Computerized Quantification of Tumor-infiltrating Lymphocytes

The whole-slide images were downscaled (0.44 μm/pixel) and divided into nonoverlapping tiles (3,000 × 3,000 pixels) for the analysis. The proposed approach is composed of three main components: (i) regional segmentation into superpixels, (ii) classification of superpixels with CNN activations, and (iii) postprocessing [Figure 2].
Figure 2: Computerized quantification of tumor infiltrating immune cells in whole-slides. (a) An example of a whole-slide image subject to analysis and (b) corresponding analysis result with (c) a pie chart visualizing proportional ratios of different tissue categories excluding background. (d) An example of an image tile that is divided into (e) homogeneous tissue areas, superpixels, which are (f) classified into different tissue categories (LR: Leukocyte-rich, EP: Epithelium, SR: Stroma, AD: Adipose, and BG: Background). (g) Classification results were smoothed with spatial filtering

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Superpixel segmentation is a low-level segmentation method that divides an image into locally similar segments, i.e., superpixels. The motivation to use superpixel segmentation is to first over-segment tissue structures into homogeneous regions [Figure 2]e, which are subsequently classified into the tissue categories or to BG [Figure 2]f. Prior to the superpixel segmentation, we downscaled the image tiles (0.88 μm/pixel), and median filtered the color channels with ten pixels' radius. Then, we further filtered the image tiles with an average filter with radius of 15 pixels and converted the images into Lab color-space for simple linear iterative clustering (SLIC) [16] superpixel segmentation algorithm. Filtering images before SLIC smoothen the fine image structures and guide superpixel formation to global changes in color and intensity. The regions' size and shape parameters of SLIC were set to 50 and 150, respectively.

Inspired by work on transfer learning, [17],[18],[19],[20] we used a pretrained CNN model (the VGG-F network) [21] as feature extractor. From each superpixel, we extracted activations of the penultimate layer of the VGG-F network, a model trained with the ImageNet image dataset. [22] The superpixels were scaled to fit the input of the pretrained network (224 × 224 pixels). A linear multiclass support vector machine (SVM) [23] (one vs. rest, L2 regularized L2-loss) classifier was used in the classification of the superpixels. The classifier's cost parameter (C) was optimized with a 3-fold cross-validation grid search over C = [2 -10 , 2 -7 ,… 2 7 , 2 10 ]. In training, we weighted the C-parameter according to the relative proportion of training samples in the different categories.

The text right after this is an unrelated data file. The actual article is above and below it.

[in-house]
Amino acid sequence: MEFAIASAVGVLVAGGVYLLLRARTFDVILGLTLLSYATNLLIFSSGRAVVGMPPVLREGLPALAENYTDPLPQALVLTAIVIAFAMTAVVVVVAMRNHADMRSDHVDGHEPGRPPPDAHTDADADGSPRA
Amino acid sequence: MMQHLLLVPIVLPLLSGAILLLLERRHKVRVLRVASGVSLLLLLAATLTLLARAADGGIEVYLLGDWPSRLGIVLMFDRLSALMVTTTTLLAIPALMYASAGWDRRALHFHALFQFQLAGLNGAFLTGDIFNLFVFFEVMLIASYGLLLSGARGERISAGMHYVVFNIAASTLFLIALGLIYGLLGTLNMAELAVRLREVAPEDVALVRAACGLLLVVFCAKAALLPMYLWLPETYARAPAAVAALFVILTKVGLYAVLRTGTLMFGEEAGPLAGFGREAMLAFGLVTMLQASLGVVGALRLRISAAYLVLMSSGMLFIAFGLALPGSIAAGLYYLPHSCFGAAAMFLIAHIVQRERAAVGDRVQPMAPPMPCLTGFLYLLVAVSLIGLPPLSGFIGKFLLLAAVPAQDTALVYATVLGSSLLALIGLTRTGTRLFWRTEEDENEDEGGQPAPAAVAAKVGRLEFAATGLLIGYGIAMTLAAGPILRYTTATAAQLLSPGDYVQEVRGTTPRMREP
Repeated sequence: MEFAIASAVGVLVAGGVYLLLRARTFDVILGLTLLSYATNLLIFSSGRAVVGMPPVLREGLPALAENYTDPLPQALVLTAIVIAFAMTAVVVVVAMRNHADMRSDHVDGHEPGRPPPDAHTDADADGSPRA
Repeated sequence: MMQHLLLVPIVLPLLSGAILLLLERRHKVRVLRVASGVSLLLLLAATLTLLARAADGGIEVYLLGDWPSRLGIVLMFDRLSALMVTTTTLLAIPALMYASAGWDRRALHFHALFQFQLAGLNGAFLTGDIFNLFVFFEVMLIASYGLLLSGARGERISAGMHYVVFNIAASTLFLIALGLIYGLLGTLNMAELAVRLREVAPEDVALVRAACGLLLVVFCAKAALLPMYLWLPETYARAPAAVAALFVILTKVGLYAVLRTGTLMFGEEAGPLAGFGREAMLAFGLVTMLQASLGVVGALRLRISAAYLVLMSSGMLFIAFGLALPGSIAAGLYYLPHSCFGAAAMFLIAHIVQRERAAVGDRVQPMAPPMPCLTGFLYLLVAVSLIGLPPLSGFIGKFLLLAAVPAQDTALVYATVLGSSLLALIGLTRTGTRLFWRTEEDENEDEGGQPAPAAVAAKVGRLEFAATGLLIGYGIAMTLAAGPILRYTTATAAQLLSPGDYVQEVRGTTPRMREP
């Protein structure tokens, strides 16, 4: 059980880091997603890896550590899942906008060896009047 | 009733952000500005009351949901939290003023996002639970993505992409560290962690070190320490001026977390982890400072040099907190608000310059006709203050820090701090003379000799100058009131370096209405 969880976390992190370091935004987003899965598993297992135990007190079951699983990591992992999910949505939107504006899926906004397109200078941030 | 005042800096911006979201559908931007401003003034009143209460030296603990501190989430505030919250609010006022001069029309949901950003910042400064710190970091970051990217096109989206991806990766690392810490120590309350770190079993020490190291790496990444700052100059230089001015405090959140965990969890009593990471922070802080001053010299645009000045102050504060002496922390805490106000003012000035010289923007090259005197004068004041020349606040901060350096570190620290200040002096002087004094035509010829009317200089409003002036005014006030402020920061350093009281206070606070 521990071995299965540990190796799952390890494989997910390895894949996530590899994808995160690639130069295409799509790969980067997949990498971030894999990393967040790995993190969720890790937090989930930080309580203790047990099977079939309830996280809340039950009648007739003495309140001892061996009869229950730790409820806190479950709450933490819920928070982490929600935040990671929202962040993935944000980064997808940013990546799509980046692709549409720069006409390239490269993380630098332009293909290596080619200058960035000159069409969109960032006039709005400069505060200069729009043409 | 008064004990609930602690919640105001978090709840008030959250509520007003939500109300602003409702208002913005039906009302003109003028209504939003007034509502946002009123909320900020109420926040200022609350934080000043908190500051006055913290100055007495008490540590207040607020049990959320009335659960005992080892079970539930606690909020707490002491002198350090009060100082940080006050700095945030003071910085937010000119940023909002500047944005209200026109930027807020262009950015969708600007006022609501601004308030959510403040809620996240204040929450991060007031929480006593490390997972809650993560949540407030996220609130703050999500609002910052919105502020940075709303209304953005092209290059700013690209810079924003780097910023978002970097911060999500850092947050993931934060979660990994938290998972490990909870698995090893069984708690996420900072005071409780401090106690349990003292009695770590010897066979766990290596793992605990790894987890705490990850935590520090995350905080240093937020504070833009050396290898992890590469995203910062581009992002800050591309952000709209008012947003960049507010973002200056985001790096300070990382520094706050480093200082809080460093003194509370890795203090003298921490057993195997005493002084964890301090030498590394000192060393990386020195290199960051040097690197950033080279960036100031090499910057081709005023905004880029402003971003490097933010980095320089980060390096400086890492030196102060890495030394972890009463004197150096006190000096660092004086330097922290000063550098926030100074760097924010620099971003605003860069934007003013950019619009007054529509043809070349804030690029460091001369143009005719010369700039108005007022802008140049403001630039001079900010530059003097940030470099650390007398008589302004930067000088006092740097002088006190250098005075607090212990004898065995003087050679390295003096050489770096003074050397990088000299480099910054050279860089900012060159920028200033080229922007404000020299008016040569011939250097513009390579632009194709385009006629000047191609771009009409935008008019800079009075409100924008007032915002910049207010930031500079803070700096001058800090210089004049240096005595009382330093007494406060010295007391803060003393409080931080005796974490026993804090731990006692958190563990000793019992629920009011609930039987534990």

To fine-tune the final segmentation, we smoothed the classification results with spatial filtering [Figure 2]g. First, the decision value channel of the BG was dilated with a circular structuring element (radius of 50 pixels) to minimize possible classification errors on the tissue borders. Then, we filtered each decision value channel with a disk-shaped average filter bank: Radii of {20, 25, 25, 25, 50} pixels for corresponding channels {LR, EP, SR, AD, BG}. Finally, we formed the final segmentation result by pixel-wise majority voting through the decision channels and labeled all AD regions smaller than 40,000 pixels as stroma (SR).

The analysis methods were implemented in a numerical computing environment (MATLAB, MathWorks, Natick, MA, USA), with libraries for computer vision and classification; LIBLINEAR, [24] VLFeat, [25] and MatConvNet. [26] On a 3.1 GHz quad-core processor with 16GB memory, the average time to analyze an image tile (3,000 × 3,000 pixels) was 1 min, including download from a remote server, superpixel segmentation, and feature extraction.

Texture Features

A joint distribution of local binary patterns (LBPs) [27] and local variance (VAR) was used to capture the texture content of the superpixels. We extracted rotation uniform 2 LBP/VAR features without (LBP/VAR) and with (LBP/VAR-KCHI2) an explicit kernel mapping. [28] The LBP/VAR features were computed in a neighborhood of 16 sampling points (n) on radius (r) of 4 pixels. The quantification limits for VAR were set based on 10 random images of the different tissue categories by dividing the VAR distribution into quartiles.

Statistical Methods

The classification performance was evaluated based on F-score, area under receiver operating characteristics curve (AUC), and with accuracy, sensitivity, specificity, and precision. F-score is defined as a harmonic mean of precision and sensitivity: 2 × (sensitivity × precision)/(sensitivity + precision). The inter-rater agreement was assessed with Cohen's kappa coefficient (k) with quantization to: {0%, 20%, 40%, 60%, 80%, 100%}. The same quantization was used in evaluation of percent-agreement. For evaluating correlation, we computed pairwise Pearson's linear (two-tailed) correlation coefficient (r). For statistical evaluation, we used 3-fold cross-validation and leave-one-out cross-validation. In 3-fold cross-validation, a dataset is divided into three random partitions from which one at the time is used in evaluation and the rest are used for training whereas in leave-one-out cross-validation only one sample at the time is used in evaluation and the rest are used for training.


   Results Top


Classification Accuracy According to Feature Extraction Method